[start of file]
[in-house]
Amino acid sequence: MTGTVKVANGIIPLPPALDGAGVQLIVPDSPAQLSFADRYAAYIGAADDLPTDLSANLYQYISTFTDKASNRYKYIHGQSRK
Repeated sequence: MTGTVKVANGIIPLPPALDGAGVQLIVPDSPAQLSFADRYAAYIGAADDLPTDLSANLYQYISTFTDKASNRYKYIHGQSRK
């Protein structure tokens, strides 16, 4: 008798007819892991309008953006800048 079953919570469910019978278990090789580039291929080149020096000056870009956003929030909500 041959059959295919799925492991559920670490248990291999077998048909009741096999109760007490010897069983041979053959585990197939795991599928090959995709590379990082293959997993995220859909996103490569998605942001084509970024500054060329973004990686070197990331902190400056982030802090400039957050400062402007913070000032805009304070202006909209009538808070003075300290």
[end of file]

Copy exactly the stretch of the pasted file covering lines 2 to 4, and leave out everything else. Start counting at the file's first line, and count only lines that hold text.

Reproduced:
Amino acid sequence: MTGTVKVANGIIPLPPALDGAGVQLIVPDSPAQLSFADRYAAYIGAADDLPTDLSANLYQYISTFTDKASNRYKYIHGQSRK
Repeated sequence: MTGTVKVANGIIPLPPALDGAGVQLIVPDSPAQLSFADRYAAYIGAADDLPTDLSANLYQYISTFTDKASNRYKYIHGQSRK
């Protein structure tokens, strides 16, 4: 008798007819892991309008953006800048 079953919570469910019978278990090789580039291929080149020096000056870009956003929030909500 041959059959295919799925492991559920670490248990291999077998048909009741096999109760007490010897069983041979053959585990197939795991599928090959995709590379990082293959997993995220859909996103490569998605942001084509970024500054060329973004990686070197990331902190400056982030802090400039957050400062402007913070000032805009304070202006909209009538808070003075300290």